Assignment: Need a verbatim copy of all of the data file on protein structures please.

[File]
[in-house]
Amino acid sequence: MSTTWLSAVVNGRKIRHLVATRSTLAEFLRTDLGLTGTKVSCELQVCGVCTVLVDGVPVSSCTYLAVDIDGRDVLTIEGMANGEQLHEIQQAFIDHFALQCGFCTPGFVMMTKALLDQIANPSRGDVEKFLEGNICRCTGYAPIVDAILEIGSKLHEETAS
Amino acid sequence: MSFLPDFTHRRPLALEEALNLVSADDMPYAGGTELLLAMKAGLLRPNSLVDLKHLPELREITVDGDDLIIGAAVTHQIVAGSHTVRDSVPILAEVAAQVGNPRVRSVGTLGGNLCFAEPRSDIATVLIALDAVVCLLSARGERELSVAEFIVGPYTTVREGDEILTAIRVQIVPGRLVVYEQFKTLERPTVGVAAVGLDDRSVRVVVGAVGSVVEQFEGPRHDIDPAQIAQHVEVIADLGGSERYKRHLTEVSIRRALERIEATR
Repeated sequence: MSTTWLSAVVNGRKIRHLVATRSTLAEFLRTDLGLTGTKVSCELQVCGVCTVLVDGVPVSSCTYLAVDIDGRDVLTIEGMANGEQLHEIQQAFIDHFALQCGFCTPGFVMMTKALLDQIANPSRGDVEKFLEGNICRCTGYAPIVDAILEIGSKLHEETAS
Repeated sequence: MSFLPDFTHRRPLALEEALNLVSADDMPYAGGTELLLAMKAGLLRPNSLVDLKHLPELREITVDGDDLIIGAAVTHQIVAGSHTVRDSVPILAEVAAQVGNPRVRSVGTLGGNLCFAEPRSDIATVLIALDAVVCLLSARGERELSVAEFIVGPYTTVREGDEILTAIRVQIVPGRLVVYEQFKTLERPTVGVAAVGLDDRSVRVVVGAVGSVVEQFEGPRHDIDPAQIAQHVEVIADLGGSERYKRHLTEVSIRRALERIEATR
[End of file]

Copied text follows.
[in-house]
Amino acid sequence: MSTTWLSAVVNGRKIRHLVATRSTLAEFLRTDLGLTGTKVSCELQVCGVCTVLVDGVPVSSCTYLAVDIDGRDVLTIEGMANGEQLHEIQQAFIDHFALQCGFCTPGFVMMTKALLDQIANPSRGDVEKFLEGNICRCTGYAPIVDAILEIGSKLHEETAS
Amino acid sequence: MSFLPDFTHRRPLALEEALNLVSADDMPYAGGTELLLAMKAGLLRPNSLVDLKHLPELREITVDGDDLIIGAAVTHQIVAGSHTVRDSVPILAEVAAQVGNPRVRSVGTLGGNLCFAEPRSDIATVLIALDAVVCLLSARGERELSVAEFIVGPYTTVREGDEILTAIRVQIVPGRLVVYEQFKTLERPTVGVAAVGLDDRSVRVVVGAVGSVVEQFEGPRHDIDPAQIAQHVEVIADLGGSERYKRHLTEVSIRRALERIEATR
Repeated sequence: MSTTWLSAVVNGRKIRHLVATRSTLAEFLRTDLGLTGTKVSCELQVCGVCTVLVDGVPVSSCTYLAVDIDGRDVLTIEGMANGEQLHEIQQAFIDHFALQCGFCTPGFVMMTKALLDQIANPSRGDVEKFLEGNICRCTGYAPIVDAILEIGSKLHEETAS
Repeated sequence: MSFLPDFTHRRPLALEEALNLVSADDMPYAGGTELLLAMKAGLLRPNSLVDLKHLPELREITVDGDDLIIGAAVTHQIVAGSHTVRDSVPILAEVAAQVGNPRVRSVGTLGGNLCFAEPRSDIATVLIALDAVVCLLSARGERELSVAEFIVGPYTTVREGDEILTAIRVQIVPGRLVVYEQFKTLERPTVGVAAVGLDDRSVRVVVGAVGSVVEQFEGPRHDIDPAQIAQHVEVIADLGGSERYKRHLTEVSIRRALERIEATR